5 Ways Your Brand Impacts Search Performance

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Jade Coleman and Alison Humphries run through five ways “brand” can impact search performance, from both an SEO and Paid Search perspective. 

SEO Perspective

#1 Exclusivity


Resellers like Amazon are a great way to reach a wider audience. However, due to the popularity, site strength and marketing budgets these types of websites have, they could outrank the brand for their own products.

#2 Website Performance


Poor UX, site speed and general design affects performance in several ways. Google counts site speed as a ranking factor so slow loading sites could suffer in the SERPs. Furthermore, the imminent mobile first indexing means that its vitally important that the website performs well on mobile.

#3 Expertise


Not displaying your expertise through content (text and interactive) and professional design. If the brand sells cars then it’s important that the word ‘car’ is used throughout the website. Brands get caught up in brand related terms and often ignore the generics and long tail opportunities. Ranking for a wide variety of keywords related to the same product/service will establish the brand as an expert in that field.

Branding is important not only for consistency, but also for familiarity to consumers.

#4 Trust Signals

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These can be displayed through rich snippets, review platforms, contact forms and other routes of communication displayed through the website, Facebook, Twitter and other social media platforms.

(Testimonials, reviews, social proof.)

#5 Out Of Stock Products


If products are consistently out of stock, this can effect customer perceptions. It is likely people will defer to resellers/similar products offered elsewhere.

Paid Search Perspective

#1 Conversion Rate


This is likely to be higher if you already have strong brand awareness and a good reputation in the market, as users may be more likely to buy from you, as opposed to a competitor.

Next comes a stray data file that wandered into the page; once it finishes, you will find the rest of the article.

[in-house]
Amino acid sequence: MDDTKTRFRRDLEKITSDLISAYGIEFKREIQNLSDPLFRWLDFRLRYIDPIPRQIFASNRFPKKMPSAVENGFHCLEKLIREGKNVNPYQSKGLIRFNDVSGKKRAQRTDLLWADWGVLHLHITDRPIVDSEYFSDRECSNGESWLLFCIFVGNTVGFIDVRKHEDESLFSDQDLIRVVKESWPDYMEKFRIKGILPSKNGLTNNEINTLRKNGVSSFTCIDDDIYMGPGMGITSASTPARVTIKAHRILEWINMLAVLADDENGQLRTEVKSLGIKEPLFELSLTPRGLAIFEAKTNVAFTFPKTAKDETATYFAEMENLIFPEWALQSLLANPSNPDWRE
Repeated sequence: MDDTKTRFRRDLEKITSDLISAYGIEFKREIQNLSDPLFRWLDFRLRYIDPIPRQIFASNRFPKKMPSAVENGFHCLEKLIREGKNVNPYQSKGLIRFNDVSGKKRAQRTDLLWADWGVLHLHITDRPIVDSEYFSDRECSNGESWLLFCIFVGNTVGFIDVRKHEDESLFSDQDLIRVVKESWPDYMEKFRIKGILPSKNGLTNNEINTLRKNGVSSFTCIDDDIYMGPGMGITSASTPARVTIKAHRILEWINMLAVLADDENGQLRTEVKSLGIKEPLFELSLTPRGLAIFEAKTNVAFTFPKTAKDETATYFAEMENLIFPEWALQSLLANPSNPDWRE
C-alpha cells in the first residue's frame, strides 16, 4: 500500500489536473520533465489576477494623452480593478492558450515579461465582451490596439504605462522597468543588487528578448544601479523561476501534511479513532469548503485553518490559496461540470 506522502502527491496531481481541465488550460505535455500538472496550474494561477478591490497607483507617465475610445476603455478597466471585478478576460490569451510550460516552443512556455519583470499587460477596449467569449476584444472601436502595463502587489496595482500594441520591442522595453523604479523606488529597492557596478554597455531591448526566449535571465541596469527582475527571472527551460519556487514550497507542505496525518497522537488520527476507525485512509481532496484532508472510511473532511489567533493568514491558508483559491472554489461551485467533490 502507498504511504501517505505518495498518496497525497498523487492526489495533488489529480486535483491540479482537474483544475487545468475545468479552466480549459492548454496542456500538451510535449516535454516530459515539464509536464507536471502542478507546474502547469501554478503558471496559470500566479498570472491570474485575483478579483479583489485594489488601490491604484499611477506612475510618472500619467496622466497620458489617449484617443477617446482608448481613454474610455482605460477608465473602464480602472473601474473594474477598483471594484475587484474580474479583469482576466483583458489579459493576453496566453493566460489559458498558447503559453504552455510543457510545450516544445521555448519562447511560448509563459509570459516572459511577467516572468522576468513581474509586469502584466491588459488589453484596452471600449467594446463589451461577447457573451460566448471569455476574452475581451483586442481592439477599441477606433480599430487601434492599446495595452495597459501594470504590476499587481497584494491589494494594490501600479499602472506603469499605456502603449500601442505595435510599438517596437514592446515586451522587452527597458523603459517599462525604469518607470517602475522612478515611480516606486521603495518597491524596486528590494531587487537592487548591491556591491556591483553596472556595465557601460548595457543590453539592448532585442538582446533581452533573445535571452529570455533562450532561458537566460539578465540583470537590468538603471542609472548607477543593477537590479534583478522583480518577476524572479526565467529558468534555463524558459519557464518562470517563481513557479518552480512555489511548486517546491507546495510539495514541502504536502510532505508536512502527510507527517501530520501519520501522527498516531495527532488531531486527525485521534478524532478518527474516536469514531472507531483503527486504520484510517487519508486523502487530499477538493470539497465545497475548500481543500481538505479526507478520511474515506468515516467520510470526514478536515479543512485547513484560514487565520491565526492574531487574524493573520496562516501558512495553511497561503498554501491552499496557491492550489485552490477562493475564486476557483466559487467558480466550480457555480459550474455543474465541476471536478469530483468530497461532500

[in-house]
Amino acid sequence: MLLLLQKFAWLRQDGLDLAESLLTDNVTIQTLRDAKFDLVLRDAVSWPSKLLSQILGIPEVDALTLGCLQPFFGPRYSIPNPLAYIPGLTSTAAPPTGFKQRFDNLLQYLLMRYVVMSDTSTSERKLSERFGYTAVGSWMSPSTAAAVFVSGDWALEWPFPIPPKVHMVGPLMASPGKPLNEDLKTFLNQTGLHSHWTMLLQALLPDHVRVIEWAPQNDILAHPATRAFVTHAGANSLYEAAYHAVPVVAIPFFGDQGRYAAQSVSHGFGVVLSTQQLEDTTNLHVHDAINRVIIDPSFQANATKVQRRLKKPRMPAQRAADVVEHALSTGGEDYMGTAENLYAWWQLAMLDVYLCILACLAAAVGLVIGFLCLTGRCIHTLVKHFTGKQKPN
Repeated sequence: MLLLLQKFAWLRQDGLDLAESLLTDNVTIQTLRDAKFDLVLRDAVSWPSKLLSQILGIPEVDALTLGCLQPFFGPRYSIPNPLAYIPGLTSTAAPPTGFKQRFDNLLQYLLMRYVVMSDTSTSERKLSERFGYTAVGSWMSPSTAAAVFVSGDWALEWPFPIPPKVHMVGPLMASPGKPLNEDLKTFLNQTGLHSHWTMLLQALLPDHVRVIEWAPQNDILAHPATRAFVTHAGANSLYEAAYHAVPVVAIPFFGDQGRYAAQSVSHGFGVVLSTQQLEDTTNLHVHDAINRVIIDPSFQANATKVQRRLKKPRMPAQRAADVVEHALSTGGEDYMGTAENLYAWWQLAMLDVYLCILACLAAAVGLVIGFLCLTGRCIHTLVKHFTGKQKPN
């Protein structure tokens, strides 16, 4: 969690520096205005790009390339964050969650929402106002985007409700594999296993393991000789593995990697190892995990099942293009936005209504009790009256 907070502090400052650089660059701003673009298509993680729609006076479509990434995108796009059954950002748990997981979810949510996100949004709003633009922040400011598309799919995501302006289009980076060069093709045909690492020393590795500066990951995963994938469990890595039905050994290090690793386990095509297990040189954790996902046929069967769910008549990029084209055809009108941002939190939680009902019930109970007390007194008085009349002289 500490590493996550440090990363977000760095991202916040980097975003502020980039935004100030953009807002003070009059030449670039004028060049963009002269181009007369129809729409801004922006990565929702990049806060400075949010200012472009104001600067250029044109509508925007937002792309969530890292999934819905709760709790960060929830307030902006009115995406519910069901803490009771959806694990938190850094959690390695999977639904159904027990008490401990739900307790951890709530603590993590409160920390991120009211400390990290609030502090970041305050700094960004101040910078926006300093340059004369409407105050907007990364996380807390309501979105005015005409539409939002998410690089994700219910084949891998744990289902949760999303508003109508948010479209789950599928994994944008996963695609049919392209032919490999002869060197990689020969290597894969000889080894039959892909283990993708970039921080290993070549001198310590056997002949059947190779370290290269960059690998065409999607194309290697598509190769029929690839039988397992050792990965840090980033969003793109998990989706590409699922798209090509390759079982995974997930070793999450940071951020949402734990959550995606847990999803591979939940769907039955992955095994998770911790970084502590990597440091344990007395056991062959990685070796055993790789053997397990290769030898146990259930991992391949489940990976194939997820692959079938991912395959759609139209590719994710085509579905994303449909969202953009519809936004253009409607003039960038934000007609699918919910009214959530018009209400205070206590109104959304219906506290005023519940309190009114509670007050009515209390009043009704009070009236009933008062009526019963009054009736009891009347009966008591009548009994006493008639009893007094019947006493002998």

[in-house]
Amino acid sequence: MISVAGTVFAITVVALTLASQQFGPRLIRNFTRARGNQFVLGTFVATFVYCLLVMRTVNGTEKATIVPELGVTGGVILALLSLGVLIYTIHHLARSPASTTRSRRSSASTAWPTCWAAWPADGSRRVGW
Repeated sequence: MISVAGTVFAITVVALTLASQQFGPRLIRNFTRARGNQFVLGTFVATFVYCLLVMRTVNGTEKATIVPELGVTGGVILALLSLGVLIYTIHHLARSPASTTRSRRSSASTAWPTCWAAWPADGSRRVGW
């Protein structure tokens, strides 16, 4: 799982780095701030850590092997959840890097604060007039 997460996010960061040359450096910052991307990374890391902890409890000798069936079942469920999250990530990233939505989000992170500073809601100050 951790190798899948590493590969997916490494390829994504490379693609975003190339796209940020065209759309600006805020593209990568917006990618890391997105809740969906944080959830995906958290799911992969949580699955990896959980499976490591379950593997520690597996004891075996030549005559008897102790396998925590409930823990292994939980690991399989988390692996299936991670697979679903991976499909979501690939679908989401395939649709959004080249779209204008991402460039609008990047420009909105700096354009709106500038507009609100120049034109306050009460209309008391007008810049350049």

With this in mind, it is important that you have full coverage on lower funnel, converting keywords related to your product to maximise your opportunity, to ensure people looking for your product come to you, rather than a competitor.

#2 Ad Message


The messaging you use in your paid search ads should be reflective of the messaging you are using through other channels. This ensures the benefits people may already associate with your brand resonate through all contact they have with your brand.

#3 Market Place Position


Your CTR may be higher, as holding a strong position in the market place means people may be more likely to click on your ad. However, this can be compromised by low positioning or lack of presence on important keywords associated with the products or services your brand provides.

#4 Cross-Selling


If people are already familiar with your brand and comfortable with you’re the reputation of your brand, it becomes easier to cross-sell your products.

The performance of your sitelinks may be better than other brands where people are not familiar with your products.

#5 Average Order Value


This may be higher than other brands in your sector, as greater brand familiarity can result in a larger number of products purchased (if the user clicking through has a requirement for more than one product).

For example: a user clicking through to Topshop’s site, who requires jeans and a shirt may be more inclined to buy both from Topshop, as they are comfortable with the quality of the product and may already know that the brand stocks products that are more suited to their body shape.

Got questions that need answering? Don’t hesitate to get in touch with our SEO and PPC teams.

Alternatively, you can learn more about how our SEO Management Services can help you optimise your strategies and lead generation, or how our Paid Search Management experts can help to maximise your ROI through best practice and an in-depth review of your current PPC strategies.

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